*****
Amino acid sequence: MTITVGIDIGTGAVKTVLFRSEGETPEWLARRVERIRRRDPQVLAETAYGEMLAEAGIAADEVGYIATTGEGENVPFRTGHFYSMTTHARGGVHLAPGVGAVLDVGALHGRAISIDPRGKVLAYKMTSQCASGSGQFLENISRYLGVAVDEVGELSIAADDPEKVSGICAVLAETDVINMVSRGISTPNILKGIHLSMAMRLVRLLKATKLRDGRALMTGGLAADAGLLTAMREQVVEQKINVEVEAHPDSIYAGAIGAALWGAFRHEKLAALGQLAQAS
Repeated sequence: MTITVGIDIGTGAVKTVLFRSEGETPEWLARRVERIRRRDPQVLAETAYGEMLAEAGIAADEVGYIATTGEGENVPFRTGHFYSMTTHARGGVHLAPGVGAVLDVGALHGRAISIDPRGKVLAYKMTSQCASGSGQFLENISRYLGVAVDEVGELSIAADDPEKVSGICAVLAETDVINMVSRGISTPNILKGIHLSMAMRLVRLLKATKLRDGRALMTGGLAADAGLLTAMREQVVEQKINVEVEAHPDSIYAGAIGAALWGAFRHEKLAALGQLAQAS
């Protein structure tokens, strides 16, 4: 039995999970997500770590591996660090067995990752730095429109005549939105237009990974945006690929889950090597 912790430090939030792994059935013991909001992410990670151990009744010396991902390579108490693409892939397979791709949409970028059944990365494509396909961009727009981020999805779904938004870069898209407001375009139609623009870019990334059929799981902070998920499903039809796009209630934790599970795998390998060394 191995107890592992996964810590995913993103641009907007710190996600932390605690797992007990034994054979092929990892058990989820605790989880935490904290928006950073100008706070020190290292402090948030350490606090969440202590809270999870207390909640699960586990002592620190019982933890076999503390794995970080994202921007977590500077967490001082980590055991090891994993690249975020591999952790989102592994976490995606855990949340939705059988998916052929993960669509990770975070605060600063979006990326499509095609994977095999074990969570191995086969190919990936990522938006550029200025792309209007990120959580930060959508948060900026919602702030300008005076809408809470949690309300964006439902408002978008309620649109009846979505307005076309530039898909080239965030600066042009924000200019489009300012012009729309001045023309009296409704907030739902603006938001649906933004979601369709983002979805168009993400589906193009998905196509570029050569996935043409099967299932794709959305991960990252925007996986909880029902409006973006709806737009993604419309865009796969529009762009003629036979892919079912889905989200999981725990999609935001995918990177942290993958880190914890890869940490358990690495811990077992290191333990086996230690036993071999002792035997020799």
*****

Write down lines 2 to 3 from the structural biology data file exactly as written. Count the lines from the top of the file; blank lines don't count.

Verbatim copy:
Repeated sequence: MTITVGIDIGTGAVKTVLFRSEGETPEWLARRVERIRRRDPQVLAETAYGEMLAEAGIAADEVGYIATTGEGENVPFRTGHFYSMTTHARGGVHLAPGVGAVLDVGALHGRAISIDPRGKVLAYKMTSQCASGSGQFLENISRYLGVAVDEVGELSIAADDPEKVSGICAVLAETDVINMVSRGISTPNILKGIHLSMAMRLVRLLKATKLRDGRALMTGGLAADAGLLTAMREQVVEQKINVEVEAHPDSIYAGAIGAALWGAFRHEKLAALGQLAQAS
């Protein structure tokens, strides 16, 4: 039995999970997500770590591996660090067995990752730095429109005549939105237009990974945006690929889950090597 912790430090939030792994059935013991909001992410990670151990009744010396991902390579108490693409892939397979791709949409970028059944990365494509396909961009727009981020999805779904938004870069898209407001375009139609623009870019990334059929799981902070998920499903039809796009209630934790599970795998390998060394 191995107890592992996964810590995913993103641009907007710190996600932390605690797992007990034994054979092929990892058990989820605790989880935490904290928006950073100008706070020190290292402090948030350490606090969440202590809270999870207390909640699960586990002592620190019982933890076999503390794995970080994202921007977590500077967490001082980590055991090891994993690249975020591999952790989102592994976490995606855990949340939705059988998916052929993960669509990770975070605060600063979006990326499509095609994977095999074990969570191995086969190919990936990522938006550029200025792309209007990120959580930060959508948060900026919602702030300008005076809408809470949690309300964006439902408002978008309620649109009846979505307005076309530039898909080239965030600066042009924000200019489009300012012009729309001045023309009296409704907030739902603006938001649906933004979601369709983002979805168009993400589906193009998905196509570029050569996935043409099967299932794709959305991960990252925007996986909880029902409006973006709806737009993604419309865009796969529009762009003629036979892919079912889905989200999981725990999609935001995918990177942290993958880190914890890869940490358990690495811990077992290191333990086996230690036993071999002792035997020799």